Chapter 6. Working with XML Data in Excel Spreadsheets

Microsoft Office Excel 2003 offers two rather different kinds of XML functionality. Excel (in the Professional and Enterprise editions) allows users to build spreadsheets that load data from XML files, making it easy to analyze information sent from various sources using the same spreadsheet. The data that a spreadsheet analyzes can be separated from the logic used to analyze it very easily this way, making it simpler to create spreadsheets that work more like ordinary applications. Excel 2003 (and XP) also offer the ability to save and open spreadsheets which are themselves saved in Excel’s own XML format; these features will be explored in Chapter 7.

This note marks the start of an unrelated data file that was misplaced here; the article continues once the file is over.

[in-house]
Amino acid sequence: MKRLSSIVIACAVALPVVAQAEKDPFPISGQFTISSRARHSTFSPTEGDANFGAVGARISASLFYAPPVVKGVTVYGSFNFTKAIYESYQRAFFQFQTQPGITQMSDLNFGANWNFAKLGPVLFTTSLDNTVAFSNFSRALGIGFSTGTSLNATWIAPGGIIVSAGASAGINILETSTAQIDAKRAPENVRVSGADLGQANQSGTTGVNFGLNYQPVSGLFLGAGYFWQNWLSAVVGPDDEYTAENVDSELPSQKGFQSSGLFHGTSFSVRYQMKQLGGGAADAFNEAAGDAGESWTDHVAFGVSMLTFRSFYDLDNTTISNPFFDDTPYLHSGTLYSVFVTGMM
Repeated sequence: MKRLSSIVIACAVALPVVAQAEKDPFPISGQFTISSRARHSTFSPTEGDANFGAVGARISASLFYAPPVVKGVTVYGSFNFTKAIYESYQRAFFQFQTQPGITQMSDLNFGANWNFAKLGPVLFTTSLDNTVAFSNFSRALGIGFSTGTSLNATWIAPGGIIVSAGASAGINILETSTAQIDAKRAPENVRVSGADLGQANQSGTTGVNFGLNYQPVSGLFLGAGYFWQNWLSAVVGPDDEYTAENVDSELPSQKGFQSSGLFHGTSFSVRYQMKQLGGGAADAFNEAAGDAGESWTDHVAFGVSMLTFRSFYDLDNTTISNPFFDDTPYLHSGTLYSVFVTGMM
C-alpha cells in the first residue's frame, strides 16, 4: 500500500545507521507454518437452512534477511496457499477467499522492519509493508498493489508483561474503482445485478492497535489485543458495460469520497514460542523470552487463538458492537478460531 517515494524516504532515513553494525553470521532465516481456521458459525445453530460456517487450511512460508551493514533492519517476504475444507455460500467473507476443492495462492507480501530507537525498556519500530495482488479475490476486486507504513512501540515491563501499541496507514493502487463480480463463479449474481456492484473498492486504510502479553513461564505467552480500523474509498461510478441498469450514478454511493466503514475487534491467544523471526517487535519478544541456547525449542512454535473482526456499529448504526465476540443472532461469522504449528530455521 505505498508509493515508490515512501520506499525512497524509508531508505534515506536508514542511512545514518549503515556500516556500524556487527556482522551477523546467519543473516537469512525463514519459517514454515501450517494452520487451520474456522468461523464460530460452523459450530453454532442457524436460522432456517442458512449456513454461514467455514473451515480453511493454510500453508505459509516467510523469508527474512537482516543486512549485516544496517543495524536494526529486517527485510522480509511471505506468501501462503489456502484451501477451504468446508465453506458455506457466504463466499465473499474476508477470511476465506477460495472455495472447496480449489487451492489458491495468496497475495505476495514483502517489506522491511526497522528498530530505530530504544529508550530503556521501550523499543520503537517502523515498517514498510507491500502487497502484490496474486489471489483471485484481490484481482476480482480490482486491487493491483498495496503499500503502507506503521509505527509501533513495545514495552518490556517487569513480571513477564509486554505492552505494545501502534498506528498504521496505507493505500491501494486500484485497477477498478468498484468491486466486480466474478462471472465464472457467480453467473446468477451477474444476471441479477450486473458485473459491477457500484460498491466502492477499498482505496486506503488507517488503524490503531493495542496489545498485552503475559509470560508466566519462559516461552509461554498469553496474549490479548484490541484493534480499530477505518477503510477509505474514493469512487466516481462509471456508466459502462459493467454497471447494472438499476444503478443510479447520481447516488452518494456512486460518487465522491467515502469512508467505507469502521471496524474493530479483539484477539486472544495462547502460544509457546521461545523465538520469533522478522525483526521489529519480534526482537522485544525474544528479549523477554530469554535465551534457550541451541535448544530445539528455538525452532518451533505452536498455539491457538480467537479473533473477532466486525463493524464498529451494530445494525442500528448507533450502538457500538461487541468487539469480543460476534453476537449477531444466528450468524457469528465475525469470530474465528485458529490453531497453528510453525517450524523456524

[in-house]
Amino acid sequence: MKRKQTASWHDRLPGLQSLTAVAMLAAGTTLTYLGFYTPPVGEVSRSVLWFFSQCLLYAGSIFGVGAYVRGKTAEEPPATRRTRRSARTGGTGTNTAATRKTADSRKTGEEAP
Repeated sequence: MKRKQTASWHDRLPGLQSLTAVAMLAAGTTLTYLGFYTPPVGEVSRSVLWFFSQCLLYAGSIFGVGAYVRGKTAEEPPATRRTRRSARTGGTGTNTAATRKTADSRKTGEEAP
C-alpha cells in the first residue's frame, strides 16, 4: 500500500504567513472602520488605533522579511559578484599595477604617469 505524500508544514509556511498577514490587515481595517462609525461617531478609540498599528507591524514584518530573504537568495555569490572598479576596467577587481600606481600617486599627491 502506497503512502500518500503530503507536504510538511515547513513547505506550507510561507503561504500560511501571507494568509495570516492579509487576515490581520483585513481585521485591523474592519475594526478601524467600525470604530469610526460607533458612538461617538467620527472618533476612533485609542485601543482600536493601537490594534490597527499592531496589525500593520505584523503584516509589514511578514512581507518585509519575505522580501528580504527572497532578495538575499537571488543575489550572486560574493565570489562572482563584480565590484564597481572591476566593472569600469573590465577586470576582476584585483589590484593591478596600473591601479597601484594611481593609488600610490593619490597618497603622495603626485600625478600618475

The features described in this chapter are available only to users of the Professional or Enterprise editions of Microsoft Office Excel. Sadly, the Standard edition does not include these capabilities. If you have problems finding the XML features in your copy of Excel, check to see which edition you’re using. (The Small Business Edition appears to include the Standard, not the Professional, version.)

Separating Data and Logic

When spreadsheets first appeared, they brilliantly blurred the distinction between programming and information. Spreadsheet users could enter their data and work on it without having to do things like “programming.” All the information could reside in a single file, readily shared, and copy and paste functionality along with a few basic functions ...

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